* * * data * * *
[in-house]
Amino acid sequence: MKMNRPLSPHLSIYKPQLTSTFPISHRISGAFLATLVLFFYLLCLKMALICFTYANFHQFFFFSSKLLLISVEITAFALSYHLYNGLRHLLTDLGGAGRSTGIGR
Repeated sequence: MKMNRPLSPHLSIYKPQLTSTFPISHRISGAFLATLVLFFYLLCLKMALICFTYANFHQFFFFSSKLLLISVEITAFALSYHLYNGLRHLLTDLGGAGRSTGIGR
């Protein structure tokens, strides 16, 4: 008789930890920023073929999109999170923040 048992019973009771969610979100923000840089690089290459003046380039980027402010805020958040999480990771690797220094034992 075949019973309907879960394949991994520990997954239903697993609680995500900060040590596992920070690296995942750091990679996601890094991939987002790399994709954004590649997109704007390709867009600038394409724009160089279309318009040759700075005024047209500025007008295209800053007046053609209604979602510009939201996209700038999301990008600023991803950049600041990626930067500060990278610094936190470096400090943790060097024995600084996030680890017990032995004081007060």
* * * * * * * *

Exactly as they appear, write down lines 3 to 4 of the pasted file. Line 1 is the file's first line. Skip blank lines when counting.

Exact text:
Repeated sequence: MKMNRPLSPHLSIYKPQLTSTFPISHRISGAFLATLVLFFYLLCLKMALICFTYANFHQFFFFSSKLLLISVEITAFALSYHLYNGLRHLLTDLGGAGRSTGIGR
């Protein structure tokens, strides 16, 4: 008789930890920023073929999109999170923040 048992019973009771969610979100923000840089690089290459003046380039980027402010805020958040999480990771690797220094034992 075949019973309907879960394949991994520990997954239903697993609680995500900060040590596992920070690296995942750091990679996601890094991939987002790399994709954004590649997109704007390709867009600038394409724009160089279309318009040759700075005024047209500025007008295209800053007046053609209604979602510009939201996209700038999301990008600023991803950049600041990626930067500060990278610094936190470096400090943790060097024995600084996030680890017990032995004081007060």